"This is a defining moment in my relationship with this council so I hope that your minds are not already made up and there is no rush to judgment."Chief Administrative Officer Jeff Fielding struck this defensive pose right from the beginning of his remarks to Council before today's presentation on the problems of absenteeism among municipal employees (PDF). Mr. Fielding should at least be commended for a mostly forthright acknowledgement of his position as he faces unprecedented scrutiny over concerns of secrecy and unwillingness to communicate issues in his administration to Council or to the public. These concerns stemmed not only from the insupportable advice of the City's lawyer to initially disclose the absenteeism problem in a closed-door session of Board of Control, but also because the issue was only flagged for discussion by Coun. Paul Van Meerbergen after two of his constituents noticed the implicit troubles as signalled in the City's advertisement for a Health & Wellness Specialist.
Aside from the absenteeism figures released in today's presentation (PDF), Mr. Fielding makes the critical observation that "the issue of attendance and absenteeism was first flagged in the 2006 Budget submission, and further defined with a business case for the 2007 Budget." If nothing has changed at City Hall, it would appear that it may be at least as much a lack of diligence on the part of elected officials to receive communications as it of administration's to forward them. Nevertheless, the question must be begged: What was the scale of the problem as reported in those previous documents?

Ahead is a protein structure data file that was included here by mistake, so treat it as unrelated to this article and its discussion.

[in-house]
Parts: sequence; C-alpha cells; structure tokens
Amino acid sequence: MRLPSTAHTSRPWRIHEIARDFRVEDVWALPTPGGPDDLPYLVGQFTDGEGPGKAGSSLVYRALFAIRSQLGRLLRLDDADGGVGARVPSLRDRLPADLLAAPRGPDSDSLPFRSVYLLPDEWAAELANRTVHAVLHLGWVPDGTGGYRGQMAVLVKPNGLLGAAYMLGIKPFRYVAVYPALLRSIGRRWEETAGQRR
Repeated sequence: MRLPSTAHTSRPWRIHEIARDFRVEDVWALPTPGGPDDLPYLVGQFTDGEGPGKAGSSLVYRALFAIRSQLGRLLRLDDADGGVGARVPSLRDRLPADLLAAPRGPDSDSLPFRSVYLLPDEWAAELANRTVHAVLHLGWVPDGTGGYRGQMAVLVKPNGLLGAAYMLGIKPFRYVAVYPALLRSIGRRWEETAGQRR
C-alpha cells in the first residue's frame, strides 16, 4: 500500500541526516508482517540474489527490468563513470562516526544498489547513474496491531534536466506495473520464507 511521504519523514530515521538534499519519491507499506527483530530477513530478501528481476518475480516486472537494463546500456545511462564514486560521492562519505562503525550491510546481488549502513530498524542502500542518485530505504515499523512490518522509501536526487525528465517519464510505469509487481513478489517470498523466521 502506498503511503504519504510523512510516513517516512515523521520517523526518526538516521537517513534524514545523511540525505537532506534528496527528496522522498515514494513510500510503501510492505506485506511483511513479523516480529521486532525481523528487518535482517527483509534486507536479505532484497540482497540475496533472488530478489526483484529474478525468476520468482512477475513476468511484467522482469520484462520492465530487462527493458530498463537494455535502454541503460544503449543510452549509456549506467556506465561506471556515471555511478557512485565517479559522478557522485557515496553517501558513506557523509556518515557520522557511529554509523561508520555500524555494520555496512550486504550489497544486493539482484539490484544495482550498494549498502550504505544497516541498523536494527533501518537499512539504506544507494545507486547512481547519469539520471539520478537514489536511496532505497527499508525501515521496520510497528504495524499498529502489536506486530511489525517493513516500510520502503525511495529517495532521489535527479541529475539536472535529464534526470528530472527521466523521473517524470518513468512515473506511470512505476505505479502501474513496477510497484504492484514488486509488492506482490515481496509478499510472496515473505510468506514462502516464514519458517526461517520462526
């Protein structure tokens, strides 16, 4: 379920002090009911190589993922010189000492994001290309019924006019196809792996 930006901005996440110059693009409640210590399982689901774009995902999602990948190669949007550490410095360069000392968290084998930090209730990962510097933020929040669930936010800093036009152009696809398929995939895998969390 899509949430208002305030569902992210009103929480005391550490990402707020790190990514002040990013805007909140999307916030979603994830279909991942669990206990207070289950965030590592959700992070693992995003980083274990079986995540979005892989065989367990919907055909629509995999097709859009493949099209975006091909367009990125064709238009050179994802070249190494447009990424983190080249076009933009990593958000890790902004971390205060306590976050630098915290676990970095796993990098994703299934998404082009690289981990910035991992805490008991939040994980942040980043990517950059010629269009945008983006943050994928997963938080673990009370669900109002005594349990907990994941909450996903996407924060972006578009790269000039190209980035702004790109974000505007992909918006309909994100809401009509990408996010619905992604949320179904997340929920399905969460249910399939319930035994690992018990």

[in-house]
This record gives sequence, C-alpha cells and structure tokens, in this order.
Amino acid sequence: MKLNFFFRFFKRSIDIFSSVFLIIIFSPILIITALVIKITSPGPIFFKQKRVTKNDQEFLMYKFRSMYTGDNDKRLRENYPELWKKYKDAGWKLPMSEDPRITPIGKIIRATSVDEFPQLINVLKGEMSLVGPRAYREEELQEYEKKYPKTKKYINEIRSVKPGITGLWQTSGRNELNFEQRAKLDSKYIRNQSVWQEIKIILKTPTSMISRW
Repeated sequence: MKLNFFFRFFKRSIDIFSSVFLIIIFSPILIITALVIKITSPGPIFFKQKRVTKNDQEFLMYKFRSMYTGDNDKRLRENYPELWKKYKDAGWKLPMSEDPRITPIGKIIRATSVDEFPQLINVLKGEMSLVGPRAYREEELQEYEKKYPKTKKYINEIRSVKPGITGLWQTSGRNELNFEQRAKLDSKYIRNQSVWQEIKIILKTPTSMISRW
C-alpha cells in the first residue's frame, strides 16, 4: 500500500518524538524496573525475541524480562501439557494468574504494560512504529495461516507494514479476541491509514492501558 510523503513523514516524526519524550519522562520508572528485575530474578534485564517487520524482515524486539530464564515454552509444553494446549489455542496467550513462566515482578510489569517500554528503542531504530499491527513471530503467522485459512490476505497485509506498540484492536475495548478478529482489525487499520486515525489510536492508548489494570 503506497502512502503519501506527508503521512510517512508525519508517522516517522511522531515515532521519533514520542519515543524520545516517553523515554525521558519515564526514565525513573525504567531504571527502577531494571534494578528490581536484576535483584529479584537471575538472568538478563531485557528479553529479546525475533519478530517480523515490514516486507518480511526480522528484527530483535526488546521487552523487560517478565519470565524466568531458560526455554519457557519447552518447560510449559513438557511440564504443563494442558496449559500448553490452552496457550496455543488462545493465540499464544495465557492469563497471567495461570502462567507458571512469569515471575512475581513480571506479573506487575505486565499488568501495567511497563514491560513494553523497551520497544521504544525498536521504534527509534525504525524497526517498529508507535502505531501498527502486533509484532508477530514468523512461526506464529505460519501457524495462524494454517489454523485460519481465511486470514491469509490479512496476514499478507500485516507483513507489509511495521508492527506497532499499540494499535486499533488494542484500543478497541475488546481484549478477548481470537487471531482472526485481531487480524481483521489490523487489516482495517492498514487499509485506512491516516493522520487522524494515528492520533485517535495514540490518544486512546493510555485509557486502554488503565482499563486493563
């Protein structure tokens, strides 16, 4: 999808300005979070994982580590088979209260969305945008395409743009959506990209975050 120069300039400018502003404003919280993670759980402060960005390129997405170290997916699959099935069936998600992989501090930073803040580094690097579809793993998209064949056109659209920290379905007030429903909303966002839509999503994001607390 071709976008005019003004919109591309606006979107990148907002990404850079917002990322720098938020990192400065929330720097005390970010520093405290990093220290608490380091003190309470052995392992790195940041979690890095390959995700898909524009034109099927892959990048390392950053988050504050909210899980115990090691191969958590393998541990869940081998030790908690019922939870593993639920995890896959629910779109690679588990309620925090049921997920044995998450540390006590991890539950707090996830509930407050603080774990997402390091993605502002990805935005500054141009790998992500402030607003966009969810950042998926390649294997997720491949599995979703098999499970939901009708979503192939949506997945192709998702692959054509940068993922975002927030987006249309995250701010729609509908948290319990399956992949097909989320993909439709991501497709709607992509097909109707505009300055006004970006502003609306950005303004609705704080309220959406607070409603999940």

Not to put too fine an apology on Mr. Fielding, however, his admission — it would appear almost to be a boast — that administration has "been engaged in addressing absenteeism […] for the last four years" obviously underscores his administration's competence at dealing with it. As the chart below shows, absenteeism rates have largely escalated over those same four years, particularly among inside workers (CUPE 101), outside workers (CUPE 107) and Dearness Home employees.* Mr. Fielding seems to be revealing more than he intends when he says that "we understand the absenteeism issues, but that we may not fully understand completely all its reasons for existence." In other words, we know what's going on but we haven't got the faintest idea what to do about it.
*Note that absenteeism figures do not include employees of the City's boards and commissions; for example, library or police workers.